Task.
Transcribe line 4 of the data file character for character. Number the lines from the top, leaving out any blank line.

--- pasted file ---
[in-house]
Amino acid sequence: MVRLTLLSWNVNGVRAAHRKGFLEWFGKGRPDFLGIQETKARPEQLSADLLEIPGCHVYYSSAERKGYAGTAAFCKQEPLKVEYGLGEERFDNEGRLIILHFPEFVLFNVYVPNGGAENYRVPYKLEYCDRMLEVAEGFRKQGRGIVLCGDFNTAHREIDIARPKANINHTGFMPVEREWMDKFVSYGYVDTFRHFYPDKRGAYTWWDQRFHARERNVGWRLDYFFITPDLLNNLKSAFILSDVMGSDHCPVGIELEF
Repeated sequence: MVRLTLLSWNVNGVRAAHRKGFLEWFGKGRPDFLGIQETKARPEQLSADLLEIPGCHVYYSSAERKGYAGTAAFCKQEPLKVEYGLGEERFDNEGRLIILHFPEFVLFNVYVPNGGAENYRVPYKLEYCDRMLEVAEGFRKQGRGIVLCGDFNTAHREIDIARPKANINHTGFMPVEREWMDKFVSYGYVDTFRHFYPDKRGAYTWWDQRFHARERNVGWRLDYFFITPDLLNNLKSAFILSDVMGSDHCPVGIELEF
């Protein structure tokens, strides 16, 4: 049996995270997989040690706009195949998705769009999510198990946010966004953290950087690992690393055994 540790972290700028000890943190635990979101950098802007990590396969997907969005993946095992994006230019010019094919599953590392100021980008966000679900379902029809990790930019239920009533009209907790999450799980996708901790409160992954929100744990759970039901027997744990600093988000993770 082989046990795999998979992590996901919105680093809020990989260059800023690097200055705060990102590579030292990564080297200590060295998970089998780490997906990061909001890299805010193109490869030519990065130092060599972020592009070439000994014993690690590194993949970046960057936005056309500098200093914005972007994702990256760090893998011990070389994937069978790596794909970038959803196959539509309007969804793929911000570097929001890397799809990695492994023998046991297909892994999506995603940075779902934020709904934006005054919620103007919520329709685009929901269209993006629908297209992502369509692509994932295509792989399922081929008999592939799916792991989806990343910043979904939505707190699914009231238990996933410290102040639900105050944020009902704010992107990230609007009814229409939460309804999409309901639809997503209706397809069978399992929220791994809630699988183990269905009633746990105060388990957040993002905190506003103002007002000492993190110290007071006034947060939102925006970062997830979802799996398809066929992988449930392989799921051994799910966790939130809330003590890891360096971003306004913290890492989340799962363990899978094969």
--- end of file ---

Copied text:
């Protein structure tokens, strides 16, 4: 049996995270997989040690706009195949998705769009999510198990946010966004953290950087690992690393055994 540790972290700028000890943190635990979101950098802007990590396969997907969005993946095992994006230019010019094919599953590392100021980008966000679900379902029809990790930019239920009533009209907790999450799980996708901790409160992954929100744990759970039901027997744990600093988000993770 082989046990795999998979992590996901919105680093809020990989260059800023690097200055705060990102590579030292990564080297200590060295998970089998780490997906990061909001890299805010193109490869030519990065130092060599972020592009070439000994014993690690590194993949970046960057936005056309500098200093914005972007994702990256760090893998011990070389994937069978790596794909970038959803196959539509309007969804793929911000570097929001890397799809990695492994023998046991297909892994999506995603940075779902934020709904934006005054919620103007919520329709685009929901269209993006629908297209992502369509692509994932295509792989399922081929008999592939799916792991989806990343910043979904939505707190699914009231238990996933410290102040639900105050944020009902704010992107990230609007009814229409939460309804999409309901639809997503209706397809069978399992929220791994809630699988183990269905009633746990105060388990957040993002905190506003103002007002000492993190110290007071006034947060939102925006970062997830979802799996398809066929992988449930392989799921051994799910966790939130809330003590890891360096971003306004913290890492989340799962363990899978094969």